Was there anything worthwhile at CES?

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Pip Coburn ponders the value of CES. Along with taking a potshot at Tablet PCs, Pip doesn’t seem all that enthusiastic about much of anything he saw at the recent CES tradeshow. I talked with a handful of press people at CES with similar sentiments.

I’m not sure what they were expecting to see that would dazzle them, however, I think by looking for something big they actually missed it. People are noticing how much technology–particlularly “small tech” (the gadget kind)–they are using that they are assuming that they should see something dramatic coming down the road. Like most things that have to do with predicting the future, the “next big thing” is most likely to be obvious a couple years from now.

However, CES did point out some big tech transistions underway. Unfortunately they were the boring kind. They were boring in large part because the pontificators had already assumed that they would exist. They’ve discounted the hype if you will. But I’m not going to get caught up in the anti-hype. I’m very much enthused by what I saw.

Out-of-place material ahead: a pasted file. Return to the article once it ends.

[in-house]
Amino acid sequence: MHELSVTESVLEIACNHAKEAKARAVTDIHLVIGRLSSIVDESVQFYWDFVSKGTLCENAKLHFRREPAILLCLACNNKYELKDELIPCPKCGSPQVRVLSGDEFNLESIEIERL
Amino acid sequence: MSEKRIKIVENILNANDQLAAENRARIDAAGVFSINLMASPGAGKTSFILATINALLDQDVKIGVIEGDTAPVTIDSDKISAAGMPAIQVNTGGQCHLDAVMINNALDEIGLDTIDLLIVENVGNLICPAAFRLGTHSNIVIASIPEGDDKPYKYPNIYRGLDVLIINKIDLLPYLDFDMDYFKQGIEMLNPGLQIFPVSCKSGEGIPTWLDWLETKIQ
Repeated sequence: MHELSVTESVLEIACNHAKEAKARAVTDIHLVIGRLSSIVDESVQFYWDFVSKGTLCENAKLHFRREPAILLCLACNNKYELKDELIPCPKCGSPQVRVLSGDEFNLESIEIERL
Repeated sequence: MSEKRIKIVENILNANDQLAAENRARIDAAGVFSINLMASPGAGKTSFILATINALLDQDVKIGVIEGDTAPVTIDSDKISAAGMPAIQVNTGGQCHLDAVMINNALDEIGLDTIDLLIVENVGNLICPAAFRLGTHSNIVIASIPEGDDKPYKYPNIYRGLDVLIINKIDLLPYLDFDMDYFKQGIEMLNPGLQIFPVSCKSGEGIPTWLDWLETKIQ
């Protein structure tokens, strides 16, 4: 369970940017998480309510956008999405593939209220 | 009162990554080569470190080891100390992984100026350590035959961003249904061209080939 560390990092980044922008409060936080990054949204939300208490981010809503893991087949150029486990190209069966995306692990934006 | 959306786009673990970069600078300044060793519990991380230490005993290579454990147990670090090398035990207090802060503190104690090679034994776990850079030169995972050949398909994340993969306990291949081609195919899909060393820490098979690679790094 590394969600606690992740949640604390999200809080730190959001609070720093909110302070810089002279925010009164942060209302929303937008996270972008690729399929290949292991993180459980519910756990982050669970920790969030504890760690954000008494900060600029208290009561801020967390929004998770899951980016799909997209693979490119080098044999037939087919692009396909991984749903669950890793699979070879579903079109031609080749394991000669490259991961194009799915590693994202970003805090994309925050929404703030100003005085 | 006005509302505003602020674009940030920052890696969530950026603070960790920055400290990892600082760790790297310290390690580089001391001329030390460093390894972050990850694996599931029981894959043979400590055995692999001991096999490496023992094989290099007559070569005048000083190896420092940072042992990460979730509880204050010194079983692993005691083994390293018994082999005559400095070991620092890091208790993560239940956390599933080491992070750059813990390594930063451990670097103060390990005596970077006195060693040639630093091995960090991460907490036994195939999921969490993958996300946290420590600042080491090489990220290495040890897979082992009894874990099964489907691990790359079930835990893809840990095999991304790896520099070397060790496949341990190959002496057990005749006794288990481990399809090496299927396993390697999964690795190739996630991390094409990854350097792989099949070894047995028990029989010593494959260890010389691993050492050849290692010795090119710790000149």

So what was it at CES that I think was so big? The number one thing: the new dual core processors from Intel. Yeah, I can hear the collective yawn already. But this is big. Really big.

Recall, it was nothing less than Intel’s offer of lower-power, less heat-producing, higher-horsepower dual core processors that lured Apple from Freescale. This is amazing in itself.

And combine this with the fact that notebook sales are now outpacing desktops.

And finally, add in the fact that in Intel’s roadmap there are expected to be four core, eight core, and who knows how many core processors on the horizon.

Anyone who has dreamed of processing video, super large images, analyzing sound, handwriting, or in general processing data from the real world is going to have a smile on their face. We are entering a new era of practical data analysis on the small scale.

We’re still 10 or maybe 15 years from having the processing power for the things I’d like to do, however, we’re on a much better path than we were even last year. My prediction: 2006 is going to go down in history as the year that things changed.

True, it’s going to take awhile for the impact of multicore processing to filter through the tech world, but it will. This year alone, however, I’m guessing that the dual core processors will not only help Apple’s computer sales grow–particularly notebooks–but it will be responsible for many more people transitioning away from the plugged-in, desktop world. In fact, I wouldn’t be surprised if some marketing guru isn’t able to swipe the term “desktop” from the tech lexicon and redefine the problem as being one of either “plugged” or “unplugged” when it comes to computers.

As a developer I’m quite excited about the transition underway. As a consumer I’m chomping at the bit. I can’t wait for my dual core—uh, Duo Core–Tablet PC.